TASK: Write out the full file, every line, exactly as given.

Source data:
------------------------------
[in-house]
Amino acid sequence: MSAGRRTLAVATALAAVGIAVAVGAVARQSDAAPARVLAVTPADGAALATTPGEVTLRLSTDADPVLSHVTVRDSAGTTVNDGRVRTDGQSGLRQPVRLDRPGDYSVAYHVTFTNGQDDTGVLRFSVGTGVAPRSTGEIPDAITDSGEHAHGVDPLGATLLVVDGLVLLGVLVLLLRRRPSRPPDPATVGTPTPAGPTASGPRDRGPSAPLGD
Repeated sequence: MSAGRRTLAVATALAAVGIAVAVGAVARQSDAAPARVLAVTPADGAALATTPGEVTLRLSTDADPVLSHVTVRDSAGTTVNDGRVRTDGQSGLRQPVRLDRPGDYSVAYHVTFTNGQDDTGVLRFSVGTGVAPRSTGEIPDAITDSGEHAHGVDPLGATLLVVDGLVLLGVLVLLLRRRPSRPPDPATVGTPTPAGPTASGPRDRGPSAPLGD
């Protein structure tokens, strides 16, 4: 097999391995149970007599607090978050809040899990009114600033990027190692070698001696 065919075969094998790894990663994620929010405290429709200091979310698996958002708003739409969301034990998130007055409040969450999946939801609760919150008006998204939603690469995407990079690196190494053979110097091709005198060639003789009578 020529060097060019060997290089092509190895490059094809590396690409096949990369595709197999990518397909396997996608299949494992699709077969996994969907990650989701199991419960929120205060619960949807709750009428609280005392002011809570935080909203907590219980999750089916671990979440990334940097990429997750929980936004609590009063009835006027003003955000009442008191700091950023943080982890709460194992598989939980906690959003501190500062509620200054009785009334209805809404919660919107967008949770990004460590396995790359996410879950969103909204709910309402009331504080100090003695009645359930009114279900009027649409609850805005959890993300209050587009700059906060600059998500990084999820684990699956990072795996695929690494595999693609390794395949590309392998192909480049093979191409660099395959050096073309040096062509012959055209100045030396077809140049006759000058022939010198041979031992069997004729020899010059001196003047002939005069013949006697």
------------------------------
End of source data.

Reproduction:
[in-house]
Amino acid sequence: MSAGRRTLAVATALAAVGIAVAVGAVARQSDAAPARVLAVTPADGAALATTPGEVTLRLSTDADPVLSHVTVRDSAGTTVNDGRVRTDGQSGLRQPVRLDRPGDYSVAYHVTFTNGQDDTGVLRFSVGTGVAPRSTGEIPDAITDSGEHAHGVDPLGATLLVVDGLVLLGVLVLLLRRRPSRPPDPATVGTPTPAGPTASGPRDRGPSAPLGD
Repeated sequence: MSAGRRTLAVATALAAVGIAVAVGAVARQSDAAPARVLAVTPADGAALATTPGEVTLRLSTDADPVLSHVTVRDSAGTTVNDGRVRTDGQSGLRQPVRLDRPGDYSVAYHVTFTNGQDDTGVLRFSVGTGVAPRSTGEIPDAITDSGEHAHGVDPLGATLLVVDGLVLLGVLVLLLRRRPSRPPDPATVGTPTPAGPTASGPRDRGPSAPLGD
């Protein structure tokens, strides 16, 4: 097999391995149970007599607090978050809040899990009114600033990027190692070698001696 065919075969094998790894990663994620929010405290429709200091979310698996958002708003739409969301034990998130007055409040969450999946939801609760919150008006998204939603690469995407990079690196190494053979110097091709005198060639003789009578 020529060097060019060997290089092509190895490059094809590396690409096949990369595709197999990518397909396997996608299949494992699709077969996994969907990650989701199991419960929120205060619960949807709750009428609280005392002011809570935080909203907590219980999750089916671990979440990334940097990429997750929980936004609590009063009835006027003003955000009442008191700091950023943080982890709460194992598989939980906690959003501190500062509620200054009785009334209805809404919660919107967008949770990004460590396995790359996410879950969103909204709910309402009331504080100090003695009645359930009114279900009027649409609850805005959890993300209050587009700059906060600059998500990084999820684990699956990072795996695929690494595999693609390794395949590309392998192909480049093979191409660099395959050096073309040096062509012959055209100045030396077809140049006759000058022939010198041979031992069997004729020899010059001196003047002939005069013949006697």